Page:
One time we had to share a room together at a business function due to the fact that the hotel was short of space. We shared thoughts most of the evening. I told Brian that I was wrestling with a problem about witnessing and being what God wanted me to be. As always, he cleared the thought process right up for me. He said, “Jim, just reach up and hold His hand as a child would and just walk beside and with Him. He wants you to be just you; that’s why He created you the way you are.”

Once again the Lord puts in place those necessary people in each of our lives to get the job done. Brian was that kind of Christian and friend. In business matters and meetings, he insisted that everyone get their egos out of the way and deal from a position of truthfulness and constructive thoughts that were not only good for the spirit but good for the body (business) on the whole. When Linda and I think of Brian, it always brings a smile to our faces and a warmness to our hearts.

What a great legacy to leave. . . .

Our love and prayers to you always,
Jim Pagliaroni
(business associate)

Dear Heather,
I remember your daddy as a friend beyond comparison. He was a man of compassion, a man of dedication, someone you could always count on, and in short, a man I was always proud to introduce as my friend. For over 20 years, we knew each other, and my feelings for him are today as loving as when we first met.

There are few people on this earth that I person can honestly love. I think a dad would always love his wife, his children, and his family. Beyond those, a person has acquaintances that they can enjoy each other’s company and be friends with for a time. But there are a few that you would always be friends with and that you enjoy their company even when you’re doing nothing. These friends go beyond the norm and a deeper feeling develops. That feeling is the same as a person would feel for his own family and is simply love. That was the friendship your dad and I had for each other. I will always treasure our relationship.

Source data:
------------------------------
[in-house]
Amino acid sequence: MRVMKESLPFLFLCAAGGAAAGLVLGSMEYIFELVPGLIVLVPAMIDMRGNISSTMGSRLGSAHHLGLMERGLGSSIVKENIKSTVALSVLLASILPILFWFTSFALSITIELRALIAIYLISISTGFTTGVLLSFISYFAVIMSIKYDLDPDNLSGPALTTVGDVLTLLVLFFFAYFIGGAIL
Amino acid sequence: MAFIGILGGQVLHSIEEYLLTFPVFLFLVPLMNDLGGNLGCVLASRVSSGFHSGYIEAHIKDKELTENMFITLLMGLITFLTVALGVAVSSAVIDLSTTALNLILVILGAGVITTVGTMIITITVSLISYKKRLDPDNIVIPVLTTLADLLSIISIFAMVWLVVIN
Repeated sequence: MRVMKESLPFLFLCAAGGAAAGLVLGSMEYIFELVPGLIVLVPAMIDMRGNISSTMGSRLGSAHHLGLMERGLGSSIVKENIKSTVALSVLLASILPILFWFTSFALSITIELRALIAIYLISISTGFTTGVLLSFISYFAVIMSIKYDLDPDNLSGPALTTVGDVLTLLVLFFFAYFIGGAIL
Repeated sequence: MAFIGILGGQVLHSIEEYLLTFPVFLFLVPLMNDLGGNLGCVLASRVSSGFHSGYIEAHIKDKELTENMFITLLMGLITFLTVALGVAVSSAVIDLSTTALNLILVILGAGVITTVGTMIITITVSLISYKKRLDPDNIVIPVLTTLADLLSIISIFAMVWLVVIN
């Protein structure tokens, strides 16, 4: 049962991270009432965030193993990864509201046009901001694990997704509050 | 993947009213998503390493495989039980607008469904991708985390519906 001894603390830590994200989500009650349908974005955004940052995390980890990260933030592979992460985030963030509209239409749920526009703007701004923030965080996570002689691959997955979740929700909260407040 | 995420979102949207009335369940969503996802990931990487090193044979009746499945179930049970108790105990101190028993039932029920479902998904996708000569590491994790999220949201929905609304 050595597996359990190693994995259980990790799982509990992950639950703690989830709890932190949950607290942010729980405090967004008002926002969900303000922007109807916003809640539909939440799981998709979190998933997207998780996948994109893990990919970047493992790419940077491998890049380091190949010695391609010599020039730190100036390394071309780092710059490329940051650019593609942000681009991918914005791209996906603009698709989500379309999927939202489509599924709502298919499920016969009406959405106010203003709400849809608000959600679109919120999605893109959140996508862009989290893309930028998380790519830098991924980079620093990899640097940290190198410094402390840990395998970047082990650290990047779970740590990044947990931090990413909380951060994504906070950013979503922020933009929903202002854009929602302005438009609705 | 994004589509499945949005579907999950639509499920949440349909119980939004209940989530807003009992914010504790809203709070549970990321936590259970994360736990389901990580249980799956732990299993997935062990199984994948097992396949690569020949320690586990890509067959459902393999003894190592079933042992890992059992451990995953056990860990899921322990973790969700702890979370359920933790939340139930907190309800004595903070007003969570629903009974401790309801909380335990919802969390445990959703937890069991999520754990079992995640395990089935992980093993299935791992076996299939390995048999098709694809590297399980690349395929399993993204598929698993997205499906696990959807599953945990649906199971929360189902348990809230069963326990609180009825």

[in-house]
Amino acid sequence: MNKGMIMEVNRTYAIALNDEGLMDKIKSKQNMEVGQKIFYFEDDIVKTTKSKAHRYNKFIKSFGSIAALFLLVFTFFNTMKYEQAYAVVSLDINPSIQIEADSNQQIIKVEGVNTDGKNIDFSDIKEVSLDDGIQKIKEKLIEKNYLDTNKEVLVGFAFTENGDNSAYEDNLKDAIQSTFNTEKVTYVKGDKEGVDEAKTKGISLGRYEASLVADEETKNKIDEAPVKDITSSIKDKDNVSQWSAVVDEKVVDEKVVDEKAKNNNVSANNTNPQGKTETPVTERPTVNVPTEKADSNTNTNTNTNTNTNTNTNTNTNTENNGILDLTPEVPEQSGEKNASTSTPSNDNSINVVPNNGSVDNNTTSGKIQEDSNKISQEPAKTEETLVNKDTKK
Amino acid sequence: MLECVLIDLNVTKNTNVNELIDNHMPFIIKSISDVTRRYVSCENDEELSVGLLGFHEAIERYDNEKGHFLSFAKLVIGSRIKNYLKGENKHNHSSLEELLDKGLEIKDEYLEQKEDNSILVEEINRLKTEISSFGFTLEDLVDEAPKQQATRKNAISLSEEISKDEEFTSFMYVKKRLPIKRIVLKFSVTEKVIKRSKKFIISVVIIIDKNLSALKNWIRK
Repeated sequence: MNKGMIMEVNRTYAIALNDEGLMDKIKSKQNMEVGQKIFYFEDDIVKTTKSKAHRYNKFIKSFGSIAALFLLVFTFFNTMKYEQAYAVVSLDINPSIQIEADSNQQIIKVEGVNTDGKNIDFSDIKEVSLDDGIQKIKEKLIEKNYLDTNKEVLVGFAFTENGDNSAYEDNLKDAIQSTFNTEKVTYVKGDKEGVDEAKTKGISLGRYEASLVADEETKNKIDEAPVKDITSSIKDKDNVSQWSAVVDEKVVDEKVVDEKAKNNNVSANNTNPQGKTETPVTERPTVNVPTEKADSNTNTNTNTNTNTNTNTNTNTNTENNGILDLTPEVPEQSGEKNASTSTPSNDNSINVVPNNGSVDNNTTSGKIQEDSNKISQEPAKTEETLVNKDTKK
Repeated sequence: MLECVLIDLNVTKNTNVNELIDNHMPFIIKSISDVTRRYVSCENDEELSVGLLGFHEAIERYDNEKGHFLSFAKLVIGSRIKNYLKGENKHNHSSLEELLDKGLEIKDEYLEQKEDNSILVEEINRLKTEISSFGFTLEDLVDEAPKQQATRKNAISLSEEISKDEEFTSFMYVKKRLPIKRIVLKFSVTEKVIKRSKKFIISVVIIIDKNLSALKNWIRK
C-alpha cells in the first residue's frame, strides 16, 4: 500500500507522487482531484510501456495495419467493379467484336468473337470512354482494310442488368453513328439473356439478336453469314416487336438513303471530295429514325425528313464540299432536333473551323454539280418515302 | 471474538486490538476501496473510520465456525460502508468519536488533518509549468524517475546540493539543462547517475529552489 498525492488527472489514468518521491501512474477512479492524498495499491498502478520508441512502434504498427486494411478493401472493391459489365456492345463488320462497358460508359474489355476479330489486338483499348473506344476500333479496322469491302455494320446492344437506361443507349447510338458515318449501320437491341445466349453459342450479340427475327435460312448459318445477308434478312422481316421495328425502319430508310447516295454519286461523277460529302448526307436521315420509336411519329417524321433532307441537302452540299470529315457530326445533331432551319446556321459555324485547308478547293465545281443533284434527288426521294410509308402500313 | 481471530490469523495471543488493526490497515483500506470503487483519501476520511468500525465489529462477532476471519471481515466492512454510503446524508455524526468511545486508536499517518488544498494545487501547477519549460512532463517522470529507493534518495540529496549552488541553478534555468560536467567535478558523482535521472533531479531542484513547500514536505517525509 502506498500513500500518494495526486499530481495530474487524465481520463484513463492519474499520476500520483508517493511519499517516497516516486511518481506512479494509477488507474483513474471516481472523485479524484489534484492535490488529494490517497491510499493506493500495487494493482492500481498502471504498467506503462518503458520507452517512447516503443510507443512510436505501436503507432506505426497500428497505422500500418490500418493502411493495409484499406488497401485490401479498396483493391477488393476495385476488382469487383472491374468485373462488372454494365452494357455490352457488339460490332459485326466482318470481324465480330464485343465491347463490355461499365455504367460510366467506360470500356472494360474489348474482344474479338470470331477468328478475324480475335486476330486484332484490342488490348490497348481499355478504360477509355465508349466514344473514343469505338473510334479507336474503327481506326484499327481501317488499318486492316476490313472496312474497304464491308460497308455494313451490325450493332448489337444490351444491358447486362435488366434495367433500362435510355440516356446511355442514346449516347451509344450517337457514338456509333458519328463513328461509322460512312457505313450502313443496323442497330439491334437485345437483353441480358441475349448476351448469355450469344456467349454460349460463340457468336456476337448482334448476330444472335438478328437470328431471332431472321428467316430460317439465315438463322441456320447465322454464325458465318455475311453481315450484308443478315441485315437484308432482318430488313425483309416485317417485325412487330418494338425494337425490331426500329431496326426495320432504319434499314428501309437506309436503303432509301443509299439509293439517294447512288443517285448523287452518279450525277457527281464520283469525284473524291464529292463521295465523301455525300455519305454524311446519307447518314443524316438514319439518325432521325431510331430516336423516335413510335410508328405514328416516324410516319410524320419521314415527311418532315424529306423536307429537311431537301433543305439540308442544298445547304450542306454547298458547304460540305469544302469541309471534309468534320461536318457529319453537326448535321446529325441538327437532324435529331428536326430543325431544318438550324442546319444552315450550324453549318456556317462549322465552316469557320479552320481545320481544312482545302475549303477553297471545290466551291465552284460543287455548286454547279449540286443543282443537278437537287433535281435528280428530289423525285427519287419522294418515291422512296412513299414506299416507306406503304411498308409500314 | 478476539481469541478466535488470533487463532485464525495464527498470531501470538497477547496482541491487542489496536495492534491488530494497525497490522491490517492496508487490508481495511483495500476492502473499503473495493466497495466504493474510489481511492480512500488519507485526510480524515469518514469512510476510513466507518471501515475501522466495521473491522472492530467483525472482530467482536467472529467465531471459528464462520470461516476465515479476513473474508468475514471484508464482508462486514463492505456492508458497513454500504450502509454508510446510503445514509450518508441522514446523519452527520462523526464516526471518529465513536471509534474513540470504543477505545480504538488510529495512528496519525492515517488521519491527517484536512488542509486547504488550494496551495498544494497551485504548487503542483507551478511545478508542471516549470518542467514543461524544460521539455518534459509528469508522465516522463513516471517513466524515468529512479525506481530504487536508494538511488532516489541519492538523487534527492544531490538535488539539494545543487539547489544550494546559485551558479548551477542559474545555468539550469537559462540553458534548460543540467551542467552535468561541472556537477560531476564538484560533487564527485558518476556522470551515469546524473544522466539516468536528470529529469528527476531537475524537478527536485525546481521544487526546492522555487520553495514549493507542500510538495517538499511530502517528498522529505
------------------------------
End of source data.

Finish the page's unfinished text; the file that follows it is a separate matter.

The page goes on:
Your dad was very human. In time and maybe even now, you will remember him as someone who could do no wrong. Well, your dad could do less wrong than most men. So, your remembrances will be justified. . . .

Your dad was a wonderful optimist. He always knew his golf score was going to be good, that the fish were really going to bite, and that even some bad Lever product was really good. (He never had many bad ones though!) People like that, you like being around. I heard it said his laugh was infectious. That means, when he laughed, it made others happy and they felt like laughing too. His whole being was like that; his giving of himself made others want to give too, his desire to excel helped others excel, his faith gave others hope.

He had a personal relationship with Christ so we who also have that special relationship know your dad is with Him. But the effect your dad had on others changed lives for the better, and I think that’s the best thing that can be said about a person’s life. . . .

In time, you will hear it said many times that a person lives on through those whose lives he touches. Your dad touched your life and he touched mine. We will both carry that relationship throughout our lives, and we will both be better people for it.

I love you!
Lem Smith
(longtime, dear family friend)

All through life, you meet all different kinds of people. Some are casual acquaintances, some are close friends, and some are special friends. Brian was one of those special friends to me.